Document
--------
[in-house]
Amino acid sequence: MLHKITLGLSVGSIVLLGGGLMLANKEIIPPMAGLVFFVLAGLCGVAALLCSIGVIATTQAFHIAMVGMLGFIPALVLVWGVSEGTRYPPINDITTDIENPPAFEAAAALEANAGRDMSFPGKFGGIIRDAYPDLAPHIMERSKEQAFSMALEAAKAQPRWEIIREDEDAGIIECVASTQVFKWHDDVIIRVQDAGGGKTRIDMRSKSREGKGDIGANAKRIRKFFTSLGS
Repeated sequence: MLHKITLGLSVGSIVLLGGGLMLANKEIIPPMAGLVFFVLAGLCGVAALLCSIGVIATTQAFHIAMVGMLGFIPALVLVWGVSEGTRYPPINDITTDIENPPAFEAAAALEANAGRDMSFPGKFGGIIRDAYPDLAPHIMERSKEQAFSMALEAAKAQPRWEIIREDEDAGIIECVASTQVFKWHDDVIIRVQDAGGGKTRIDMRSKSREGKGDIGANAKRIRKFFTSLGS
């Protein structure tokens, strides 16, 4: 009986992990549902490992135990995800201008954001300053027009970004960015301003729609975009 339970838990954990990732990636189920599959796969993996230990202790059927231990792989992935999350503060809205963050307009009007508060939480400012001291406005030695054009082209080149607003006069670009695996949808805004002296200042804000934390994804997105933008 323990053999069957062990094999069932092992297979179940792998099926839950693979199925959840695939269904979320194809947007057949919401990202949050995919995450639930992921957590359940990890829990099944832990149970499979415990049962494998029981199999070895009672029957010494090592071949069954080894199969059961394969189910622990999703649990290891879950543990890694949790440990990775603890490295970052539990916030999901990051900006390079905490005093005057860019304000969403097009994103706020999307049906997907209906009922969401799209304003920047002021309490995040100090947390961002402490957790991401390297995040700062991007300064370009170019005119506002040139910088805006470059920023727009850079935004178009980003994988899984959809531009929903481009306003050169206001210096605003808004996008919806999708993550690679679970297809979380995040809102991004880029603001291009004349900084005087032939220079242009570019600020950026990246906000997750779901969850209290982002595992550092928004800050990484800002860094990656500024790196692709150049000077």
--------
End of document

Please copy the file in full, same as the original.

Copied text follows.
[in-house]
Amino acid sequence: MLHKITLGLSVGSIVLLGGGLMLANKEIIPPMAGLVFFVLAGLCGVAALLCSIGVIATTQAFHIAMVGMLGFIPALVLVWGVSEGTRYPPINDITTDIENPPAFEAAAALEANAGRDMSFPGKFGGIIRDAYPDLAPHIMERSKEQAFSMALEAAKAQPRWEIIREDEDAGIIECVASTQVFKWHDDVIIRVQDAGGGKTRIDMRSKSREGKGDIGANAKRIRKFFTSLGS
Repeated sequence: MLHKITLGLSVGSIVLLGGGLMLANKEIIPPMAGLVFFVLAGLCGVAALLCSIGVIATTQAFHIAMVGMLGFIPALVLVWGVSEGTRYPPINDITTDIENPPAFEAAAALEANAGRDMSFPGKFGGIIRDAYPDLAPHIMERSKEQAFSMALEAAKAQPRWEIIREDEDAGIIECVASTQVFKWHDDVIIRVQDAGGGKTRIDMRSKSREGKGDIGANAKRIRKFFTSLGS
């Protein structure tokens, strides 16, 4: 009986992990549902490992135990995800201008954001300053027009970004960015301003729609975009 339970838990954990990732990636189920599959796969993996230990202790059927231990792989992935999350503060809205963050307009009007508060939480400012001291406005030695054009082209080149607003006069670009695996949808805004002296200042804000934390994804997105933008 323990053999069957062990094999069932092992297979179940792998099926839950693979199925959840695939269904979320194809947007057949919401990202949050995919995450639930992921957590359940990890829990099944832990149970499979415990049962494998029981199999070895009672029957010494090592071949069954080894199969059961394969189910622990999703649990290891879950543990890694949790440990990775603890490295970052539990916030999901990051900006390079905490005093005057860019304000969403097009994103706020999307049906997907209906009922969401799209304003920047002021309490995040100090947390961002402490957790991401390297995040700062991007300064370009170019005119506002040139910088805006470059920023727009850079935004178009980003994988899984959809531009929903481009306003050169206001210096605003808004996008919806999708993550690679679970297809979380995040809102991004880029603001291009004349900084005087032939220079242009570019600020950026990246906000997750779901969850209290982002595992550092928004800050990484800002860094990656500024790196692709150049000077």